August 10, 2007 in Idaho

Washington wants input on wolves

By The Spokesman-Review
 
More on this topic

Background and the latest updates

Reward offered in wolf’s killing

» A $5,000 reward was offered Thursday for information involving the recent shooting of a female gray wolf in Oregon. » The decomposed remains were discovered May 25 in a forested area north of Elgin, which is roughly 40 miles south of Walla Walla. Any gray wolf in Oregon is listed as an endangered species. Killing an endangered animal carries a fine up to $100,000 and a year in jail.

» Forensic testing showed the wolf was genetically related to wolves in Idaho. Anyone with information is asked to call U.S. Fish and Wildlife Service Special Agent Jim Stinebaugh at (503) 682-6131.

Wolves are now making regular forays into the forests of northeastern Washington, and state wildlife officials are developing a plan to manage the predators.

Public meetings are being held across the state in coming weeks to provide a chance for citizens to offer views on gray wolf management. Spokane’s meeting is Wednesday from 7 to 9 p.m. at Mount Spokane High School, 6015 E. Mount Spokane Park Drive.

“This public comment opportunity is intended to ensure that we receive a full range of citizen views as we develop a conservation and management plan for the gray wolf,” Rocky Beach, wildlife diversity manager for the Washington Department of Fish and Wildlife, said in a statement.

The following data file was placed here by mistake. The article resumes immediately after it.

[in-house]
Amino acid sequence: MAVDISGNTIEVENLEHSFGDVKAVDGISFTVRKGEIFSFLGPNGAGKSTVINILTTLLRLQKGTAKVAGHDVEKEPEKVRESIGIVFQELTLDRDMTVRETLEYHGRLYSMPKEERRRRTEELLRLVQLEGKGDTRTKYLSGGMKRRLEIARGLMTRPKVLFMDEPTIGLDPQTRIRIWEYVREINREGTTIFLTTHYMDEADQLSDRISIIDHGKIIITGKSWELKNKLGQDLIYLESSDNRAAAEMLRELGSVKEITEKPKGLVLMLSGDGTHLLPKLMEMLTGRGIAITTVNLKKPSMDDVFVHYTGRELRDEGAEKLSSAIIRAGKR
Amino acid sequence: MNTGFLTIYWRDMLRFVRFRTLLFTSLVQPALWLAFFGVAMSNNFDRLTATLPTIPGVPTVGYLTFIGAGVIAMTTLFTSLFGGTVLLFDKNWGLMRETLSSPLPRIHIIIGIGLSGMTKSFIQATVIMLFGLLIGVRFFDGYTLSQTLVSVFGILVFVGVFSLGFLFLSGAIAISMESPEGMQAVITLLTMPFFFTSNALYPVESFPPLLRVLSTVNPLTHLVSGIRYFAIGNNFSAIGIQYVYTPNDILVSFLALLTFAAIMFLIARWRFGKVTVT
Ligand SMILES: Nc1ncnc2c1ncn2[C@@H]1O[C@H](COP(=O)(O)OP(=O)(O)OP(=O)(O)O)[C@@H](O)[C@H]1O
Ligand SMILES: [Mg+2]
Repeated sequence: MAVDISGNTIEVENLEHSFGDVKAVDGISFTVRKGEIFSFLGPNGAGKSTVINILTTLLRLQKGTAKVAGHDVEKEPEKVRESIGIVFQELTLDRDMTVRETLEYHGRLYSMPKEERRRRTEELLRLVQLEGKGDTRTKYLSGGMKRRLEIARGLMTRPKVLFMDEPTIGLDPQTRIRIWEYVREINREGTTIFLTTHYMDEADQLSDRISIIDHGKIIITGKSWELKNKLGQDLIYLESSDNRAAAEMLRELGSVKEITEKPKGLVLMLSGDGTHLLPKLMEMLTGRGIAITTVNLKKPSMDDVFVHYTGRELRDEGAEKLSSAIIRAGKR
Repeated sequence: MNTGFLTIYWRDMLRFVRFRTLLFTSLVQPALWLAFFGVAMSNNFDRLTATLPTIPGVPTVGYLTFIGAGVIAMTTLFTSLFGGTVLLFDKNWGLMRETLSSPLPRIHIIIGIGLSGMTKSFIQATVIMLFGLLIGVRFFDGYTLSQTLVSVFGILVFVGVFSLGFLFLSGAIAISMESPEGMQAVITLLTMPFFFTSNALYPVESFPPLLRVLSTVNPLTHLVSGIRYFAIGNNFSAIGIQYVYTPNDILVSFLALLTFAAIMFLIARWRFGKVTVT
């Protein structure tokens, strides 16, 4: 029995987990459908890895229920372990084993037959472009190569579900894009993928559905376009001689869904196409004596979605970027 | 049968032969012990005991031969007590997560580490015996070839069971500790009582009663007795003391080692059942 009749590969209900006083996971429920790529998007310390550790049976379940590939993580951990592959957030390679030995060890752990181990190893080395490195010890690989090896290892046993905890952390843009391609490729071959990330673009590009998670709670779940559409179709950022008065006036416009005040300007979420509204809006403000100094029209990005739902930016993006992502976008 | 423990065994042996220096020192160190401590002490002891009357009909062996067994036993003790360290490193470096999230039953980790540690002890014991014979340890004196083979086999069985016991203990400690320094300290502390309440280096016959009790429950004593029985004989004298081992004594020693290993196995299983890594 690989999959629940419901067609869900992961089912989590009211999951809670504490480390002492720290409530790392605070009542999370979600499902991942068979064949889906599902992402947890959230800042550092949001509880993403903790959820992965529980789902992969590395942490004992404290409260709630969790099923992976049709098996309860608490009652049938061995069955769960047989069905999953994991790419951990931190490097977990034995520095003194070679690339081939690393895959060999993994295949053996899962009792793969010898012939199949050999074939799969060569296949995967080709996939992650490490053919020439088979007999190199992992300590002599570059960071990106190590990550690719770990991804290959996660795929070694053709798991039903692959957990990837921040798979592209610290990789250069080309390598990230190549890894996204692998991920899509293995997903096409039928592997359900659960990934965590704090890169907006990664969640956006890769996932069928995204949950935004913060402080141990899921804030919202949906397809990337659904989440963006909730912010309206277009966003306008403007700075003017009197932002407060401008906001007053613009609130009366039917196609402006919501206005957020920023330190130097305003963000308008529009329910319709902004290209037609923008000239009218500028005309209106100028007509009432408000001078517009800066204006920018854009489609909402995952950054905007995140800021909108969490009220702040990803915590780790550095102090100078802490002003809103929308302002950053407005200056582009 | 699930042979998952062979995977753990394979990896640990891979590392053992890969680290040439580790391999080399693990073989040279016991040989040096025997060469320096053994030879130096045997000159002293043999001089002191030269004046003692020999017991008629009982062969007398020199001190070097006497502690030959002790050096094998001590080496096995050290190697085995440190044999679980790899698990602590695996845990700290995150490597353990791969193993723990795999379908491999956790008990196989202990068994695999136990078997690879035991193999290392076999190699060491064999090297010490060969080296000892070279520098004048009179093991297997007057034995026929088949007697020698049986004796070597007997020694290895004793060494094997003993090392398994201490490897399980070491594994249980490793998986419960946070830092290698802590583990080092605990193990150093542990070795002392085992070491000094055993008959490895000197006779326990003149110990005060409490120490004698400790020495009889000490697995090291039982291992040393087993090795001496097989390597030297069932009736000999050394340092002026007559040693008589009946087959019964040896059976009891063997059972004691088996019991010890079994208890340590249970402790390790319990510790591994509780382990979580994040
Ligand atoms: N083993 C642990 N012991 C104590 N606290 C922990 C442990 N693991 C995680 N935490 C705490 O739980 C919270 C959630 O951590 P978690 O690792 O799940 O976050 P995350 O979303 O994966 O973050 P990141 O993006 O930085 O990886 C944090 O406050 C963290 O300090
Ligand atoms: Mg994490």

Gray wolves were largely eradicated in Washington by the 1930s. The state is not reintroducing wolves, but the species is expected to become re-established in Washington on their own. Wolf packs are established near Priest Lake and in British Columbia.

There is no evidence of an established pack in Washington, but individual wolves have been spotted recently in Pend Oreille County, said Madonna Luers, WDFW spokeswoman.

The federal government is in the process of removing Endangered Species Act protection for gray wolves, but the animals will remain protected under Washington law. The state management plan is expected to include provisions for protecting livestock.

A panel of 18 citizens has been working since winter on the plan that’s expected to be available for review in March and completed by June.

Although the state is looking for comments and ideas on how to best manage wolves, Luers said keeping wolves out of the state is not an option.

“They are coming, and they are part of Washington’s wildlife heritage. We will manage for them,” Luers said. “Not having wolves is just off the table, but we are also not going to proactively bring wolves in.”

Along with Wednesday’s meeting in Spokane, the state is holding sessions in Clarkston on Tuesday at the Clarkston Center of Walla Walla Community College; and in Twisp on Aug. 20 at the Methow Valley Community Center.

Written comments will be accepted by mail or e-mail through Aug. 31. E-mail comments to SEPAdesk@dfw.wa.gov or mail them to Wolf Plan Scoping, SEPA Desk Habitat Division, Washington Department of Fish and Wildlife, 600 Capitol Way N., Olympia, WA 98501-1091.


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